Therefore, with each rotation of dial 26 in a clockwise direction, switches 1 and 2 will be sequentially closed as magnet 30 moves into proximity therewith. The sequential closure of both switches 1 and 2 will increment counter 92 with each rotation of dial 26 so that the number of times that dial 26 is rotated in the clockwise direction can be determined. Counter 92 can be set for any prescribed number of rotations. When the prescribed number of rotations has been achieved, an opto-isolator circuit 110 will be activated to generate light energy by means of a light emitting diode and turn on a phototransistor or the like comprising switch 78, described above with reference to FIG. 9.
Referring to FIG. 12, various signals are depicted indicating the closed and open positions of switches 1 and 2. Signals A illustrates the proper signal sequence in which switch 1 is closed first and then switch 2 is closed (i.e., the dial is rotated clockwise). Switch 2 remains closed for a time after switch 1 opens. This sequence causes counter 92 to increment by one. Signals B illustrate the sequence of closure of switches 1 and 2 in which dial 26 is rotated in the "wrong" direction (i.e., in the counterclockwise direction). When this occurs, counter 92 will be reset to "0" because a reset pulse will be transmitted to counter 92 on line 108 by the closure of switch 2 before counter 92 is enabled on line 94 by the closure of switch 1. Signals C illustrate a change of direction of dial 26 while magnet 30 is in proximity to switch 1. These signals will also cause the counter to reset to "0" because switch 1 remains closed after switch 2 goes open, indicating rotation of dial 26 in the wrong direction. Signals D and E illustrate the respective situations in which only one of the switches (switch 1 in signals D and switch 2 in signals E) is closed. Either of these two sequences will not affect counter 92.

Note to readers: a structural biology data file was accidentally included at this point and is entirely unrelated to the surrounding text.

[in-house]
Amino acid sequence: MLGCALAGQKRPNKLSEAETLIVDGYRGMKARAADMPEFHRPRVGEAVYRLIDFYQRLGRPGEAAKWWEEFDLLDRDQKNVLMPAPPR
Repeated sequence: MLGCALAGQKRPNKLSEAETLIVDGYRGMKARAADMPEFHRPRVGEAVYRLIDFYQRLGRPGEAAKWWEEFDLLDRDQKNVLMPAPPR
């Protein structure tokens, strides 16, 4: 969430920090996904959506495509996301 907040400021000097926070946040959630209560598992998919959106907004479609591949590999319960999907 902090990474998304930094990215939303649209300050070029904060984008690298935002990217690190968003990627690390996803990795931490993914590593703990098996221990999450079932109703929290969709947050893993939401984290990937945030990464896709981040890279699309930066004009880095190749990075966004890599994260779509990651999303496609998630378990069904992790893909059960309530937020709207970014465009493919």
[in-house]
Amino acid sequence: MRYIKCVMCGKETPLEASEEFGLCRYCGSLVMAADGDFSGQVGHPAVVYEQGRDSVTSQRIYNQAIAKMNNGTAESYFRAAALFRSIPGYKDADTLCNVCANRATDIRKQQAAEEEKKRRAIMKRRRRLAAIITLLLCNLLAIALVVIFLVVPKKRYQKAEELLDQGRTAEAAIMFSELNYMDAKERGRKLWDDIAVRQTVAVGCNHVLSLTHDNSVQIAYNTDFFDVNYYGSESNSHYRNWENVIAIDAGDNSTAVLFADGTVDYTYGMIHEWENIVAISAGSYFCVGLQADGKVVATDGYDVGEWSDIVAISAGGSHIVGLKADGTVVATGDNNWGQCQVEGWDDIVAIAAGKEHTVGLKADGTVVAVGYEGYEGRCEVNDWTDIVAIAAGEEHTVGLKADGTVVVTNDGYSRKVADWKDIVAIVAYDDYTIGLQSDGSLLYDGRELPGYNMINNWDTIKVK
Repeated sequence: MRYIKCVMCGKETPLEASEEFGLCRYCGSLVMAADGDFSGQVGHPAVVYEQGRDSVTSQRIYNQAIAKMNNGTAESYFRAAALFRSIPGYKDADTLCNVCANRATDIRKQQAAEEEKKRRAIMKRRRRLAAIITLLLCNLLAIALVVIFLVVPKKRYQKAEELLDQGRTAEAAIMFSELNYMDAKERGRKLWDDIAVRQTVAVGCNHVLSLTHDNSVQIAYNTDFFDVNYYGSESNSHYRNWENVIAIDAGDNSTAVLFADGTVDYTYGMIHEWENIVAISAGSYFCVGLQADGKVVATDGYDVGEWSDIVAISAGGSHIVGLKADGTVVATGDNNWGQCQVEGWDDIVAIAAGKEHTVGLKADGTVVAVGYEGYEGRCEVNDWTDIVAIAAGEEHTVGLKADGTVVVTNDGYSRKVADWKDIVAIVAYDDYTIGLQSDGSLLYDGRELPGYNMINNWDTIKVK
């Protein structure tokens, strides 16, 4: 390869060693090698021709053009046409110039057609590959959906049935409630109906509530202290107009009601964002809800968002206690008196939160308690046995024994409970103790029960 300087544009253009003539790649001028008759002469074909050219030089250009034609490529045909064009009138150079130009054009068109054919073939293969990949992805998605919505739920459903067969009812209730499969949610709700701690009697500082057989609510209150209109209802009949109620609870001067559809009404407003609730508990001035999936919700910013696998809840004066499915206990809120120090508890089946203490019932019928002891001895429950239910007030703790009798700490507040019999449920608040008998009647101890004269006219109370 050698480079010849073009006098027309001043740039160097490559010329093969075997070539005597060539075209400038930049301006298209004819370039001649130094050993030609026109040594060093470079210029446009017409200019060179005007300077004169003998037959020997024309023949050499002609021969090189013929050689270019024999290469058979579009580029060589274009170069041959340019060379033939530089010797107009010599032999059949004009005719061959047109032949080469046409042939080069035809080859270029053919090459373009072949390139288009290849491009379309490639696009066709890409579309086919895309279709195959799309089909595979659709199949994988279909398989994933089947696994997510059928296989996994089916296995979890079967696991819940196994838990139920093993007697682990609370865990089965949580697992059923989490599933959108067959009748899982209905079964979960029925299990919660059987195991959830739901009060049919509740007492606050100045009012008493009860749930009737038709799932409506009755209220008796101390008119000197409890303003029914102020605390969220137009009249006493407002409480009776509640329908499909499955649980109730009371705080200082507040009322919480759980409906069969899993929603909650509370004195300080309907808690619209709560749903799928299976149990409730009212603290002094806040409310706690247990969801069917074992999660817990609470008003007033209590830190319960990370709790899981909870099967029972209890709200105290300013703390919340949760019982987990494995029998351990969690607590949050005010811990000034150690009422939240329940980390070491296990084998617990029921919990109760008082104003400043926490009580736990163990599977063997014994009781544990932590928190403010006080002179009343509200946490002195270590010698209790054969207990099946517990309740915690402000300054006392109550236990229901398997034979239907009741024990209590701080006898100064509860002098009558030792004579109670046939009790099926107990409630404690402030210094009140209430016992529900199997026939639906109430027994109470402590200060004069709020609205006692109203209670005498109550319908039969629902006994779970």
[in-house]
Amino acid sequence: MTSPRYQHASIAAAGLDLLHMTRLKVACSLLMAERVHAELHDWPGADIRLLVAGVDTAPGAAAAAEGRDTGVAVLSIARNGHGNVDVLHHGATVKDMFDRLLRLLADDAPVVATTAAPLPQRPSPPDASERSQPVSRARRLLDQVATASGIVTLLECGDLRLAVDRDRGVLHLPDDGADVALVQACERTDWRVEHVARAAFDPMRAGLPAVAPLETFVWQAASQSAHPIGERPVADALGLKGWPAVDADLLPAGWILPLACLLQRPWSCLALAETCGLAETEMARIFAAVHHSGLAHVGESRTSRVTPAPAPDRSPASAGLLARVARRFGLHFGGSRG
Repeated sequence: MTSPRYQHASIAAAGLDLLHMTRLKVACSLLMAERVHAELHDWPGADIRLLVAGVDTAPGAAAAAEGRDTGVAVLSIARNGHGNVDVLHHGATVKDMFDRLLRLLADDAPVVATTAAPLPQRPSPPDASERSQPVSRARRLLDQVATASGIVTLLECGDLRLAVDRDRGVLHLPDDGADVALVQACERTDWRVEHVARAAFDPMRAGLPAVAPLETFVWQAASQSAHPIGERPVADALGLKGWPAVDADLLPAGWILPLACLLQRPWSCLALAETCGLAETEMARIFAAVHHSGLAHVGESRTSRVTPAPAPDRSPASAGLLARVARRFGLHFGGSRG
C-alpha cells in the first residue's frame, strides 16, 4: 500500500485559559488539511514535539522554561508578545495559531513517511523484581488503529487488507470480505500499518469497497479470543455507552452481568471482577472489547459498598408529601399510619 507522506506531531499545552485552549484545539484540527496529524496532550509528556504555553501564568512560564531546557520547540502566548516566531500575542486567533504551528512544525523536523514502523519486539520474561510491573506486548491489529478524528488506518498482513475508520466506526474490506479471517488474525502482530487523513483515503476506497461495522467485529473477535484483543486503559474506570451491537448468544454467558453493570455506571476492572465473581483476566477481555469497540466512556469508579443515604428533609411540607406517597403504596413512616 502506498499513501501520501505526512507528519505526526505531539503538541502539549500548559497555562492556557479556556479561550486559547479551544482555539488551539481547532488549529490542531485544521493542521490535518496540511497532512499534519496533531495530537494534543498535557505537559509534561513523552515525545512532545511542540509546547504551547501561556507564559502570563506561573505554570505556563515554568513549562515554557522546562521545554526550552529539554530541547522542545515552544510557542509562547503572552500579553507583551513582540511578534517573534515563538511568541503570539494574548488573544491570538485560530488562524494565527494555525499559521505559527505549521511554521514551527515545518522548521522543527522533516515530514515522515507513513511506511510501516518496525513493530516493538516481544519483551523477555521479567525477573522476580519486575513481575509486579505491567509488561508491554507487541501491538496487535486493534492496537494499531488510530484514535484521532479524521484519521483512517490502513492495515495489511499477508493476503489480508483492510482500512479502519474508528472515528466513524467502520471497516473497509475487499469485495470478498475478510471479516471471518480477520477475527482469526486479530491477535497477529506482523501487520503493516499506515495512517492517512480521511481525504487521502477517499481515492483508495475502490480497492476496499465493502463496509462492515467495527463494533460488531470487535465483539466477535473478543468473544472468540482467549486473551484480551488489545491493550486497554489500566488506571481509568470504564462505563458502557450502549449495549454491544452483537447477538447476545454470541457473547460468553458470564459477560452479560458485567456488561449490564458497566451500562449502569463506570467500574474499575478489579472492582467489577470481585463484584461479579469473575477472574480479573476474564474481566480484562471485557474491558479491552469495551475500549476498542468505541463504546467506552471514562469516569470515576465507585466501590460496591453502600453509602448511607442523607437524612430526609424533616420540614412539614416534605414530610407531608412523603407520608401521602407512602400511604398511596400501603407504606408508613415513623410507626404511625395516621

In this manner, the system is able to determine not only the number of rotations of dial 26, but also that the prescribed number of rotations of dial 26 in the proper direction has occurred in order to properly spin off the combination and secure the locking mechanism. In an alternate embodiment, as shown in FIG. 13, a pair of opto-electronic sensors 3 and 4 may be used in lieu of magnetic switches 1 and 2 to detect a bar code or the like positioned on dial 26. When optical sensors are used, a pair of staggered marks 112A and 112B are preferably disposed on dial 26 so that each opto-electronic sensor detects on of the marks. Because of the staggered marks, the first sensor will detect its associated mark before the second sensor detects its associated mark. Otherwise, the number of rotations of dial 26 in the predetermined direction is determined in substantially the manner described above with reference to the magnetic sensors.
Various embodiments of the invention have now been described in detail. Since it is obvious that many changes in and additions to the above-described preferred embodiment may be made without departing from the nature, spirit and scope of the invention, the invention is not to be limited to said details except as set forth in the appended claims.
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|U.S. Classification||340/542, 70/439, 70/211|
|International Classification||E05B37/00, E05B17/10, E05B45/06, E05B41/00|
|Cooperative Classification||Y10T70/8216, E05B17/10, Y10T70/5774, E05B45/06, E05B41/00, E05B37/00|
|Nov 9, 1993||REMI||Maintenance fee reminder mailed|
|Feb 10, 1994||SULP||Surcharge for late payment|
|Feb 10, 1994||FPAY||Fee payment|
Year of fee payment: 4
|Sep 23, 1997||REMI||Maintenance fee reminder mailed|
|Feb 15, 1998||LAPS||Lapse for failure to pay maintenance fees|
|Apr 28, 1998||FP||Expired due to failure to pay maintenance fee|
Effective date: 19980218